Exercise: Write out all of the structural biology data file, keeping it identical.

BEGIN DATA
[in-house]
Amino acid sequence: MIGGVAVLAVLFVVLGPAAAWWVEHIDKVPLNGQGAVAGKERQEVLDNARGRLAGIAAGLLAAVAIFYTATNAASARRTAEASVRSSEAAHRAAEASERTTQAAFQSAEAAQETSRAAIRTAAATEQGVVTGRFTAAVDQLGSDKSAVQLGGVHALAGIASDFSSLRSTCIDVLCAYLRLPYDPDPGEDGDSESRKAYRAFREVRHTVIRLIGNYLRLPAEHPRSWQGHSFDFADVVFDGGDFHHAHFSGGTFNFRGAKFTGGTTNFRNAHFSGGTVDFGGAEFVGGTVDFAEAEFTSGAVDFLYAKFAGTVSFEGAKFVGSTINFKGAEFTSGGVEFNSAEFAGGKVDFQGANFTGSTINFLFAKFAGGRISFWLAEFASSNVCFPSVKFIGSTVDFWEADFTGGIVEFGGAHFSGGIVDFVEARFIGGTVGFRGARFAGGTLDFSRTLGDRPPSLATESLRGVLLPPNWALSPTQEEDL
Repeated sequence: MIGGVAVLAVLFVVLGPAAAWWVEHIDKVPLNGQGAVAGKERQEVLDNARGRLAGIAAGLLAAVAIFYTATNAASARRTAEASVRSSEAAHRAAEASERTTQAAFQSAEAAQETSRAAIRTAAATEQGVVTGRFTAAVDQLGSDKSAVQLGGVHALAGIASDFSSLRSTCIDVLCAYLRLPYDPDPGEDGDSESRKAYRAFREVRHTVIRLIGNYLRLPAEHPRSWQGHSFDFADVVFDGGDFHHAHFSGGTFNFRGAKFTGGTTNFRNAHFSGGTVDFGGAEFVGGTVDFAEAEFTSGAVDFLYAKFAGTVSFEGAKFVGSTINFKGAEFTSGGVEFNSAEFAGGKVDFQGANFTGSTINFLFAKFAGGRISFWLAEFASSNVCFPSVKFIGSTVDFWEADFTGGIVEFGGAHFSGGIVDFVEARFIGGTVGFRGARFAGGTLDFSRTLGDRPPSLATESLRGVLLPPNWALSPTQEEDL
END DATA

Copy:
[in-house]
Amino acid sequence: MIGGVAVLAVLFVVLGPAAAWWVEHIDKVPLNGQGAVAGKERQEVLDNARGRLAGIAAGLLAAVAIFYTATNAASARRTAEASVRSSEAAHRAAEASERTTQAAFQSAEAAQETSRAAIRTAAATEQGVVTGRFTAAVDQLGSDKSAVQLGGVHALAGIASDFSSLRSTCIDVLCAYLRLPYDPDPGEDGDSESRKAYRAFREVRHTVIRLIGNYLRLPAEHPRSWQGHSFDFADVVFDGGDFHHAHFSGGTFNFRGAKFTGGTTNFRNAHFSGGTVDFGGAEFVGGTVDFAEAEFTSGAVDFLYAKFAGTVSFEGAKFVGSTINFKGAEFTSGGVEFNSAEFAGGKVDFQGANFTGSTINFLFAKFAGGRISFWLAEFASSNVCFPSVKFIGSTVDFWEADFTGGIVEFGGAHFSGGIVDFVEARFIGGTVGFRGARFAGGTLDFSRTLGDRPPSLATESLRGVLLPPNWALSPTQEEDL
Repeated sequence: MIGGVAVLAVLFVVLGPAAAWWVEHIDKVPLNGQGAVAGKERQEVLDNARGRLAGIAAGLLAAVAIFYTATNAASARRTAEASVRSSEAAHRAAEASERTTQAAFQSAEAAQETSRAAIRTAAATEQGVVTGRFTAAVDQLGSDKSAVQLGGVHALAGIASDFSSLRSTCIDVLCAYLRLPYDPDPGEDGDSESRKAYRAFREVRHTVIRLIGNYLRLPAEHPRSWQGHSFDFADVVFDGGDFHHAHFSGGTFNFRGAKFTGGTTNFRNAHFSGGTVDFGGAEFVGGTVDFAEAEFTSGAVDFLYAKFAGTVSFEGAKFVGSTINFKGAEFTSGGVEFNSAEFAGGKVDFQGANFTGSTINFLFAKFAGGRISFWLAEFASSNVCFPSVKFIGSTVDFWEADFTGGIVEFGGAHFSGGIVDFVEARFIGGTVGFRGARFAGGTLDFSRTLGDRPPSLATESLRGVLLPPNWALSPTQEEDL